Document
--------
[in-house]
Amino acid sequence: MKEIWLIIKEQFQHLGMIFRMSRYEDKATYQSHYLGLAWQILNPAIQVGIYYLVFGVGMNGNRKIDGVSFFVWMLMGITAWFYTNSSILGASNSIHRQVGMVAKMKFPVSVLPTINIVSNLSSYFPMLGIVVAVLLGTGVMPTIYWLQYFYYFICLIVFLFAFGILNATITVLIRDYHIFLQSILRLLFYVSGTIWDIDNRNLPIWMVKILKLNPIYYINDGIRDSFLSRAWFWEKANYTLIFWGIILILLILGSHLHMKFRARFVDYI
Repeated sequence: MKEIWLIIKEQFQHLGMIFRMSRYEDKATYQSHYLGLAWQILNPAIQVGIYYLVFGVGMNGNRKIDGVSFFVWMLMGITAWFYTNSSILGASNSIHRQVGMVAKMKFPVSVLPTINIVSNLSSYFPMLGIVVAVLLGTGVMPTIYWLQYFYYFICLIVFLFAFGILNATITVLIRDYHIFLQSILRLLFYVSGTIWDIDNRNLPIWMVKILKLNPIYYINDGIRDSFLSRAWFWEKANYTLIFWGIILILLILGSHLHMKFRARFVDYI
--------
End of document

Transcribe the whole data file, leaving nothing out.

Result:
[in-house]
Amino acid sequence: MKEIWLIIKEQFQHLGMIFRMSRYEDKATYQSHYLGLAWQILNPAIQVGIYYLVFGVGMNGNRKIDGVSFFVWMLMGITAWFYTNSSILGASNSIHRQVGMVAKMKFPVSVLPTINIVSNLSSYFPMLGIVVAVLLGTGVMPTIYWLQYFYYFICLIVFLFAFGILNATITVLIRDYHIFLQSILRLLFYVSGTIWDIDNRNLPIWMVKILKLNPIYYINDGIRDSFLSRAWFWEKANYTLIFWGIILILLILGSHLHMKFRARFVDYI
Repeated sequence: MKEIWLIIKEQFQHLGMIFRMSRYEDKATYQSHYLGLAWQILNPAIQVGIYYLVFGVGMNGNRKIDGVSFFVWMLMGITAWFYTNSSILGASNSIHRQVGMVAKMKFPVSVLPTINIVSNLSSYFPMLGIVVAVLLGTGVMPTIYWLQYFYYFICLIVFLFAFGILNATITVLIRDYHIFLQSILRLLFYVSGTIWDIDNRNLPIWMVKILKLNPIYYINDGIRDSFLSRAWFWEKANYTLIFWGIILILLILGSHLHMKFRARFVDYI